Social capital theory is crucial to this study and its research questions as a theoretical framework. The methods described have a strong connection to social capital (Lin, 1999; Widdop et al., 2014). SNA is a means to understanding the influence that actors have on each other and understanding the “structure and “form” of social relations” (Jarman et al., 2014).

Bringing to bear industry and academic knowledge is a key component of this study and the understanding of the complexity and meaning of the situation. The research approach is interpretive and the theoretical lens for the study is that of social capital. There are several angles within this framework including power and class (Bourdieu, 1986). More relevant to this study is the work of Putnam (1995) and Nan Lin around social capital and trust and “cyber networks” (Lin, 1999).

Woolcock (2001) outlined three types of social capital:

  • bonding – links between similar people
  • bridging – more distant ties and loose connections
  • linking – the wider network who are from dissimilar circumstances

Putnam, Lin and Woolcock are particularly important to this study, its research questions and testing these theories in this context.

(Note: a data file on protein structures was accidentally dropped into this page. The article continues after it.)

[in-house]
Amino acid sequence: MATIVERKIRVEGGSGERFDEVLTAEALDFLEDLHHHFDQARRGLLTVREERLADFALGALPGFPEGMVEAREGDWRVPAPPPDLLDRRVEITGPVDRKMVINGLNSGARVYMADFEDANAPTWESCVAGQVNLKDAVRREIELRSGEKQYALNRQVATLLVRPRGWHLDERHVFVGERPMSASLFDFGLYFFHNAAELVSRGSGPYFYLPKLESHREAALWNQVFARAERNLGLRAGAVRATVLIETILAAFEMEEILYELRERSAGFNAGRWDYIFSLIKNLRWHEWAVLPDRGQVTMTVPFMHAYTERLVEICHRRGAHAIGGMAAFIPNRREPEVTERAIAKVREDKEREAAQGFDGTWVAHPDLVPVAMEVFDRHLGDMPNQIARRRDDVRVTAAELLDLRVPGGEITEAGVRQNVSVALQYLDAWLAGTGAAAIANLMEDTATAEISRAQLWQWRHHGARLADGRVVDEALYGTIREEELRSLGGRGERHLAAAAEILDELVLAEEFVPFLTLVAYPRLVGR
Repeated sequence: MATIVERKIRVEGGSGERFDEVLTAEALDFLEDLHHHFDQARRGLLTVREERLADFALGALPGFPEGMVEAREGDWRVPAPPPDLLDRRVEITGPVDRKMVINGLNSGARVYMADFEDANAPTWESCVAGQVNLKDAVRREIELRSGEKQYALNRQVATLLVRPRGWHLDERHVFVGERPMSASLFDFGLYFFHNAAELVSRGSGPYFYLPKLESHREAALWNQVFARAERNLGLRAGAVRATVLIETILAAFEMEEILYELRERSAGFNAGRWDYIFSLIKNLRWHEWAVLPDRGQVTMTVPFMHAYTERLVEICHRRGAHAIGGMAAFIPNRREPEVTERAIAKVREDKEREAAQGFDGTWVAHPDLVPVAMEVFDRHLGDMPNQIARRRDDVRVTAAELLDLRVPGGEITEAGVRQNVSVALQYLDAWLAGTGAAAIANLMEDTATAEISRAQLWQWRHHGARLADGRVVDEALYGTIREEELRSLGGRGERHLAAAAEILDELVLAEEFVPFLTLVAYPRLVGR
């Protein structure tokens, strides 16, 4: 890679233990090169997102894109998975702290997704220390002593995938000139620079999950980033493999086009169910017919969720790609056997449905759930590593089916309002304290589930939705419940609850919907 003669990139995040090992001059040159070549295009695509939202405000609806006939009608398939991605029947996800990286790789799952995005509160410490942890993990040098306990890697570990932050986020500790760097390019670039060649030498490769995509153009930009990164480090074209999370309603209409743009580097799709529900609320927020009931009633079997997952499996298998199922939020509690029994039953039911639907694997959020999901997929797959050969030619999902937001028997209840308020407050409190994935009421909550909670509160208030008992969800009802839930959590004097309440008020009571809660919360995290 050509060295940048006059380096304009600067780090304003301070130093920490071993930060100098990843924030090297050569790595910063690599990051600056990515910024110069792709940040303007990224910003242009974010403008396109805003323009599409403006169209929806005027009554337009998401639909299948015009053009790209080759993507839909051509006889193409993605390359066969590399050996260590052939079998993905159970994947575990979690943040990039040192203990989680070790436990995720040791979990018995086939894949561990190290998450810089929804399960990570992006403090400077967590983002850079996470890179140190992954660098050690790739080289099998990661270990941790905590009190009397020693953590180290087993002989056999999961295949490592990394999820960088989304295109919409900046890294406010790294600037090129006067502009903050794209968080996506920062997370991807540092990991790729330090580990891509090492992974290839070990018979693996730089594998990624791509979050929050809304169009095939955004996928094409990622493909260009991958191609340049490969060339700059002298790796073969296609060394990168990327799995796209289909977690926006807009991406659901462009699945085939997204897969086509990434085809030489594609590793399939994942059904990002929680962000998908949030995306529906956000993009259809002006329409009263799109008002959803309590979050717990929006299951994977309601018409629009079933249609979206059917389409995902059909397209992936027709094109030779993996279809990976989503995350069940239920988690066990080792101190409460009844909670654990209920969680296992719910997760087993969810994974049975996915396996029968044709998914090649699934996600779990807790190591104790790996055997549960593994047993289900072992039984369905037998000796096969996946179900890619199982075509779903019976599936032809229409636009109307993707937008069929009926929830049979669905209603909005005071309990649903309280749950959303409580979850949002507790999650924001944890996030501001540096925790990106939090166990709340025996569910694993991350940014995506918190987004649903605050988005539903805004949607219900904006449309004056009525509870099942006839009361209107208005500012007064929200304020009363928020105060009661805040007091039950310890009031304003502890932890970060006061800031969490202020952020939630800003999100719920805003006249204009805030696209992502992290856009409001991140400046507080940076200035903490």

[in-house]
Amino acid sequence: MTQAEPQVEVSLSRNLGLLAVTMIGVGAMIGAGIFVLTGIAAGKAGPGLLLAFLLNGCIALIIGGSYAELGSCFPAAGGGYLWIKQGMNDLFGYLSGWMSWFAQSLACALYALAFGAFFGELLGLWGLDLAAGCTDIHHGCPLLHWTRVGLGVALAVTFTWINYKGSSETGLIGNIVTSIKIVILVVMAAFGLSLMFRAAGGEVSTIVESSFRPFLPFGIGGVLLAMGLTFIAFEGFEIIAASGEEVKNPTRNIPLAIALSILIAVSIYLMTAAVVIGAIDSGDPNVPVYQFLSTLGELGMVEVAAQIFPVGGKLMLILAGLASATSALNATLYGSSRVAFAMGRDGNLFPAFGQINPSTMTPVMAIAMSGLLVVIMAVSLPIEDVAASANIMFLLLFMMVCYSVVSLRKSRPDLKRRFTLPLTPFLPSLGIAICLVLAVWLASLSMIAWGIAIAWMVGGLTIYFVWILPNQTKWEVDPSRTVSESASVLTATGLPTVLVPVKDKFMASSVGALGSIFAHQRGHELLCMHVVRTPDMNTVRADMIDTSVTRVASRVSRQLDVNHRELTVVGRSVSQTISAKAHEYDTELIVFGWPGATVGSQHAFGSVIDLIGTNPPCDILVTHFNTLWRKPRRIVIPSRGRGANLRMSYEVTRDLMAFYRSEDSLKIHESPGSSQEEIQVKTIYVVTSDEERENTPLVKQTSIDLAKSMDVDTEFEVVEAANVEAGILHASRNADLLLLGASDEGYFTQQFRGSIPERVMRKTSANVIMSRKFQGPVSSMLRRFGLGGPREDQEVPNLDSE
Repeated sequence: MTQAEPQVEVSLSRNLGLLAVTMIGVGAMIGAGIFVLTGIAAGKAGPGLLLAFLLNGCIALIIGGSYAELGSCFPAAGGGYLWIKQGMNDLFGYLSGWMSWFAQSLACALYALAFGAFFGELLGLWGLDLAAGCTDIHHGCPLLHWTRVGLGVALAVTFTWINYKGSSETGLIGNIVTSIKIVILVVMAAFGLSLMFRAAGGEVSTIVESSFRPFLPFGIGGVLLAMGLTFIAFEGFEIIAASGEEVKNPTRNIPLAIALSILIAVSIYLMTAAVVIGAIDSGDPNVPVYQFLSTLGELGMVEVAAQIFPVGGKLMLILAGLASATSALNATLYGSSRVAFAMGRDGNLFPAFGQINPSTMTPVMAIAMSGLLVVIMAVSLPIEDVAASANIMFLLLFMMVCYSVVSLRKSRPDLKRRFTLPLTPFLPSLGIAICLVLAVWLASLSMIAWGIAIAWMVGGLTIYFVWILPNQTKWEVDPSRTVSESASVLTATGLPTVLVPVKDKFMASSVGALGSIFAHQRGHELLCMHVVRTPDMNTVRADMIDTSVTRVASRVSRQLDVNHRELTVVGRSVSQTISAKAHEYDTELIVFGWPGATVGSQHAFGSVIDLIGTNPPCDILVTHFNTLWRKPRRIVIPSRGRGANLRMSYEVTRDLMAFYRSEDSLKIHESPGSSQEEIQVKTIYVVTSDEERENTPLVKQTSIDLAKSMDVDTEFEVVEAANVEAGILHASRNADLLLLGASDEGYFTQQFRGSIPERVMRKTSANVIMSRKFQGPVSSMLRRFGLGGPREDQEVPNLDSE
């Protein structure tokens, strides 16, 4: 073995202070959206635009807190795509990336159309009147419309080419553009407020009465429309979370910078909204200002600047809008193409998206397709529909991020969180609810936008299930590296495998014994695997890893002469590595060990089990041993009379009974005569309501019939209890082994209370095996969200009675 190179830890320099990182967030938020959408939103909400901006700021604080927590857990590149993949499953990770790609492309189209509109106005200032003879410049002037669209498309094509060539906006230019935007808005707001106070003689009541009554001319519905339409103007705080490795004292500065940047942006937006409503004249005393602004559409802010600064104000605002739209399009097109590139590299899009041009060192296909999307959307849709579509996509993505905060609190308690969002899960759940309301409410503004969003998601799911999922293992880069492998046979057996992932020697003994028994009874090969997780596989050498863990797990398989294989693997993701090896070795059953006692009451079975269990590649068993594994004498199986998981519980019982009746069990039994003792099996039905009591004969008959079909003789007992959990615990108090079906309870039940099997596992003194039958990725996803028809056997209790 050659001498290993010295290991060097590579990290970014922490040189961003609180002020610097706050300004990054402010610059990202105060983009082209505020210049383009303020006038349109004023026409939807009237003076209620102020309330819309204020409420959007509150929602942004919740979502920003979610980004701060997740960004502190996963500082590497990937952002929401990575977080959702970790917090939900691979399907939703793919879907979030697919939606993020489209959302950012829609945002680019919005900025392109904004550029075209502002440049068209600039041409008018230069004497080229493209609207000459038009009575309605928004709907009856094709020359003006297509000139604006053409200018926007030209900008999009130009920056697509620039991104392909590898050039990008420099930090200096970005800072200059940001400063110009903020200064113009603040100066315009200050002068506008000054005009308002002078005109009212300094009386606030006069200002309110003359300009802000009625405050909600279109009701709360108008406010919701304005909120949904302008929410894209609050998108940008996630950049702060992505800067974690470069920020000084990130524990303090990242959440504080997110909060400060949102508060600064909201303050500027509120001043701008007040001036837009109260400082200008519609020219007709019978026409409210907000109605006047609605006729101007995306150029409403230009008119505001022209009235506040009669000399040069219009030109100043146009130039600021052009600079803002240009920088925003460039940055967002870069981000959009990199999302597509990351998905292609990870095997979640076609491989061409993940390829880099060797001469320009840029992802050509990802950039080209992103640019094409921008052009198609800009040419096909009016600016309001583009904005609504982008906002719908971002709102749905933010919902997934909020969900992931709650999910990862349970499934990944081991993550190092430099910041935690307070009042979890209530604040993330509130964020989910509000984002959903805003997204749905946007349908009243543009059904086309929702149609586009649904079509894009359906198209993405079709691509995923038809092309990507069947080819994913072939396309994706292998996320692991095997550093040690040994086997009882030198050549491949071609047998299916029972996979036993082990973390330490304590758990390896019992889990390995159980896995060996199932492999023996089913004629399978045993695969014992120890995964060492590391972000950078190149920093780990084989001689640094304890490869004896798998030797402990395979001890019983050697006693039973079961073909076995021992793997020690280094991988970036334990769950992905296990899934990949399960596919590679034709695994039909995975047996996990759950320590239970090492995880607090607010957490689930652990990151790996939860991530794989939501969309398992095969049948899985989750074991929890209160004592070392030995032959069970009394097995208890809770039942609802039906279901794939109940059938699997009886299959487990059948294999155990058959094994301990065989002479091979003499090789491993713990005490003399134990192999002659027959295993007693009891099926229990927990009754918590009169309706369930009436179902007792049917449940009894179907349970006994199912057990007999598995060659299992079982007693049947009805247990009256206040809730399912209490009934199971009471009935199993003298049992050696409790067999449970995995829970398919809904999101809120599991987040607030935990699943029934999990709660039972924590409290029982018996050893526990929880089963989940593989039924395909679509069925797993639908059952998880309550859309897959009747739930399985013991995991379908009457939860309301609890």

Research Findings

Some data collection using the methods above has already been conducted in order to shape the study in the second year of this part-time PhD. Understanding the role of trust and social capital theory from these online ‘tales of the field’ is key to producing a “sharp, exciting, convincing and ultimately useful ethnographic work” (Van Maanen, 2006).

Three types of social capital have been found, namely; bonding, bridging, and linking. These connect with the three fan types discovered so far from the data in this case which are: core, current and follower. These categories have resonance with the categories of the 1% rule of Internet culture, where the majority (circa 90% of users) are less active ‘lurkers’ and with a smaller number of contributors and an even smaller number of creators (Ferneley et al., 2009). The model below highlights the conceptual model that will be further tested as this study unfolds.

Model showing internet users, fans and social capital

Figure 1 – Conceptual model showing relative proportions of fans, comparison with Internet user types (Ferneley et al., 2009) and social capital types (Woolcock, 2001)

This study is still in its infancy, but I would love to hear from Salford fans, digital experts or others interested in this study, feel free to drop me a line.



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Alex Fenton